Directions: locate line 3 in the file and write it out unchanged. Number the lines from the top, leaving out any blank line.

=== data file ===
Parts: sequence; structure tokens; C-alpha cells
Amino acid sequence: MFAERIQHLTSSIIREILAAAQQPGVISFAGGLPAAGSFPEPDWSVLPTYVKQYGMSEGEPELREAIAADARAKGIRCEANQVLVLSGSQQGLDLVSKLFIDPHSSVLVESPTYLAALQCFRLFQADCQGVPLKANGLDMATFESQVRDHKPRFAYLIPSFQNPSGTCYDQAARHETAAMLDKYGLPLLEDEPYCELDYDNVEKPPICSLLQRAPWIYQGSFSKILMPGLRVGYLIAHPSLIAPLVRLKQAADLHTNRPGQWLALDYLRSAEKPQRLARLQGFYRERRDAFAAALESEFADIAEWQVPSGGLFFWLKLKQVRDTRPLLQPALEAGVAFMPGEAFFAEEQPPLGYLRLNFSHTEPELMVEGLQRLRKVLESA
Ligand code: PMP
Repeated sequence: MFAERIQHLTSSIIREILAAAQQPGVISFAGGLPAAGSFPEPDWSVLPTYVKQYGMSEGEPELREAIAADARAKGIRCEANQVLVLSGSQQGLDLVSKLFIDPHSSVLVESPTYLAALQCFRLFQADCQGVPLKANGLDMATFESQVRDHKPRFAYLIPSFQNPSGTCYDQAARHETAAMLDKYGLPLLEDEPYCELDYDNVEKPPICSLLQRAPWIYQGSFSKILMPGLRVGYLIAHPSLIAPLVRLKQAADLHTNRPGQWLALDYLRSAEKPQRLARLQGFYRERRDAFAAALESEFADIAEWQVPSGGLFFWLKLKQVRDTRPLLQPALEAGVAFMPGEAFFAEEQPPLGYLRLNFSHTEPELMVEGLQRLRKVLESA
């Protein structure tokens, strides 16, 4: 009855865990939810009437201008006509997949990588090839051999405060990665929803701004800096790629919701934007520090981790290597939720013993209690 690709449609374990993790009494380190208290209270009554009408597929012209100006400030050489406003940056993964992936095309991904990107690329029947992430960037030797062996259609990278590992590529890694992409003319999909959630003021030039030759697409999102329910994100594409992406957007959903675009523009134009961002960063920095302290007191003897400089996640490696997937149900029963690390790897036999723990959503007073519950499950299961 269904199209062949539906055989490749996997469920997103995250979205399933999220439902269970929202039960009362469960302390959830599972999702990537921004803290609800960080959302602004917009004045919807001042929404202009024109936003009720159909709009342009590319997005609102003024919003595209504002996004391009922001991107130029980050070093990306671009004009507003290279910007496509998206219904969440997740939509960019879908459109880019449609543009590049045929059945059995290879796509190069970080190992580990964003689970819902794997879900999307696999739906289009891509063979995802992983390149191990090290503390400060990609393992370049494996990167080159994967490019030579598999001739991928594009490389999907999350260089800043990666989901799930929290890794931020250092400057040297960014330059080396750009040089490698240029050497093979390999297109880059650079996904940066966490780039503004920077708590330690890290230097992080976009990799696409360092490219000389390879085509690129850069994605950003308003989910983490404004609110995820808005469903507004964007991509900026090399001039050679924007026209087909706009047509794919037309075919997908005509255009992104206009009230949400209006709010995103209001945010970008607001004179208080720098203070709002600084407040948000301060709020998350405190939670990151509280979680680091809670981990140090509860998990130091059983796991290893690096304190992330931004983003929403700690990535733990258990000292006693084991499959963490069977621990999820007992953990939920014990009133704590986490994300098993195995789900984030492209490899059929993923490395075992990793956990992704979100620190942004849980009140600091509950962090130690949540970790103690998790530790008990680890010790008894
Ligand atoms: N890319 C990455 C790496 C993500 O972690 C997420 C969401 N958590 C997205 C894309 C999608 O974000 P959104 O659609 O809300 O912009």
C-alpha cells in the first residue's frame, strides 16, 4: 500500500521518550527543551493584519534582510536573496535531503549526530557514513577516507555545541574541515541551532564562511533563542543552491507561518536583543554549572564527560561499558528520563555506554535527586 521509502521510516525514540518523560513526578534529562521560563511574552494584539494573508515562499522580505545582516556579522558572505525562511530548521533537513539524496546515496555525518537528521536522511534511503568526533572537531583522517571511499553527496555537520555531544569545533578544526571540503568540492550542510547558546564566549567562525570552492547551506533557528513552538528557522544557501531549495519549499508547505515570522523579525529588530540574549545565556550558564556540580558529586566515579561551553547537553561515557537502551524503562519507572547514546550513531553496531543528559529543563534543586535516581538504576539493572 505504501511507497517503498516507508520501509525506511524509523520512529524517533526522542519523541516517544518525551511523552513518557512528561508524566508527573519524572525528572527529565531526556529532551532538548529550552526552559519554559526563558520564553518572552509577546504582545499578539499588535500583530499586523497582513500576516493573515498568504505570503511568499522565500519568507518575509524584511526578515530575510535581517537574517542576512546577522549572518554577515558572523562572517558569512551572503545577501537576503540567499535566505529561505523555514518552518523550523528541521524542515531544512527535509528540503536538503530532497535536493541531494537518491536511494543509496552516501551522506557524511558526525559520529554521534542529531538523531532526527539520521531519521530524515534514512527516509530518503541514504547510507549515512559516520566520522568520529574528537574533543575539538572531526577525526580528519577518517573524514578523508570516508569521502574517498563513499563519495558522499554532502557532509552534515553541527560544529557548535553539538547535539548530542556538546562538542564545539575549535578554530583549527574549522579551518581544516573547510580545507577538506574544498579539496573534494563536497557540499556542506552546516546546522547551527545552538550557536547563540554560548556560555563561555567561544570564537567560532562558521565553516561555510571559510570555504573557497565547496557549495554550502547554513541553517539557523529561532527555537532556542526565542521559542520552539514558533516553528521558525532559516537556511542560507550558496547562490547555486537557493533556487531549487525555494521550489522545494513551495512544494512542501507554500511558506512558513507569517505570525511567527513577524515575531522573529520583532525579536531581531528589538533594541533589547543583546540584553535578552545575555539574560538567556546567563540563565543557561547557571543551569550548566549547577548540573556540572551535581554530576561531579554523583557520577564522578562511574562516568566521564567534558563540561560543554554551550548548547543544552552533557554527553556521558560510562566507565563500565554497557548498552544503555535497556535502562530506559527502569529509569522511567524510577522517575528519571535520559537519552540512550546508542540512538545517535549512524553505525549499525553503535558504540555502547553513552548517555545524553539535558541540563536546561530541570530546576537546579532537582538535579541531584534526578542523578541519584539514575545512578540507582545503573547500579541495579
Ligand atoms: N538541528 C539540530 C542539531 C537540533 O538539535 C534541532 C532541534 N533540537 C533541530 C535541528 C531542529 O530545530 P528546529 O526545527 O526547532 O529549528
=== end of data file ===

Ligand code: PMP